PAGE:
On the day a long-rumored magazine article appeared in which numerous people accused longtime Hollywood director Bryan Singer of sexual misconduct, the Bohemian Rhapsody director has come out swinging against the story.
In a statement issued to Deadline, Singer referred to one of the reporters behind the story in the Atlantic as “a homophobic journalist who has a bizarre obsession with me dating back to 1997.”
“It’s sad that the Atlantic would stoop to this low standard of journalistic integrity. Again, I am forced to reiterate that this story rehashes claims from bogus lawsuits filed by a disreputable cast of individuals willing to lie for money or attention. And it is no surprise that, with Bohemian Rhapsody being an award-winning hit, this homophobic smear piece has been conveniently timed to take advantage of its success.”
Singer also stated that Esquire, which was originally rumored last fall as the magazine that was working on the expose, had chosen not to publish it, with the authors later taking the piece to the Atlantic.
The Atlantic article, authored by Alex French and Maximillian Potter, quotes dozens of accusers alleging that Singer abused them, including some who were underage at the time. Singer has been accused of such misconduct in lawsuits multiple times over the years, but never convicted of a crime or definitively found in a court of law to have committed any wrongdoing.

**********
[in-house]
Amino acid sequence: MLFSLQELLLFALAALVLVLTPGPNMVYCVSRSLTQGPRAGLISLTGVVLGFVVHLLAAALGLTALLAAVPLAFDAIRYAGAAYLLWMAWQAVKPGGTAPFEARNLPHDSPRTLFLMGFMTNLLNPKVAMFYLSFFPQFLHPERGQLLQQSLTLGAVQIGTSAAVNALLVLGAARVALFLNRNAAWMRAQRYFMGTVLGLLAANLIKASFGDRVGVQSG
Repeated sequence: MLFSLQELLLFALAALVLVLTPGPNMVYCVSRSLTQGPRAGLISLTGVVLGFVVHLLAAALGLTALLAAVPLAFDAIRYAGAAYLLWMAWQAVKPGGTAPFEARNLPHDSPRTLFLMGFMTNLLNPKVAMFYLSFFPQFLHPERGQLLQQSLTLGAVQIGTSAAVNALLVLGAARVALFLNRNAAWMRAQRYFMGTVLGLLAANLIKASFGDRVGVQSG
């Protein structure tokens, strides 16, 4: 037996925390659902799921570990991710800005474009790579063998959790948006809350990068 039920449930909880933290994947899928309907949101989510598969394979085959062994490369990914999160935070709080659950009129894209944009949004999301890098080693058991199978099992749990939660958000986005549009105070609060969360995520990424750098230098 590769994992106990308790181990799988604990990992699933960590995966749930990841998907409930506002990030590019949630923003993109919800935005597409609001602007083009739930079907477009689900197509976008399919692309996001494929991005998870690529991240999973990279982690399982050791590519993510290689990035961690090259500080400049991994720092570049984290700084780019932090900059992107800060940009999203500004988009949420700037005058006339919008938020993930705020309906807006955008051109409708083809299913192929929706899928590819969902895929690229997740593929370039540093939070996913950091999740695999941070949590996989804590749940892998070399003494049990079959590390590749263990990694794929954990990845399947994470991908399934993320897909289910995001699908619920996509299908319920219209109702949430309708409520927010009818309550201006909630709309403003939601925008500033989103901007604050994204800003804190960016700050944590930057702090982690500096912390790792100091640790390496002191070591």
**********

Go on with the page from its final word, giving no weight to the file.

Singer’s career as a top director therefore continued, and while Singer was fired as director of Bohemian Rhapsody near the end of production in 2017, he remains the hit film’s credited director. Singer, however, has not participated in any of the promotion of the film, nor has he attended any awards shows, even as Bohemian Rhapsody has received honors. The film was nominated for Best Picture by the Academy Awards, the day before the Atlantic piece appeared, although Singer did not receive a nomination for Best Picture.
Esquire has not yet shared its side of the story of why it did not go ahead with publishing the piece. The reporters, who are both Esquire staffers, said in a statement via Twitter Wednesday that their story was “approved for publication” by Esquire’s lawyers and editors, but that executives with the magazine’s parent company, Hearst, later killed it for unknown reasons. They were then allowed to take the story to the Atlantic.
The switch in media outlets is reminiscent of the episode in 2017 when journalist Ronan Farrow was working on a story about Harvey Weinstein’s abuse of women for NBC News, and disagreements over the reporting led to Farrow taking the article to the New Yorker, which published it, and many other stories by Farrow about Weinstein and other accused abusers in both Hollywood and in the world of politics.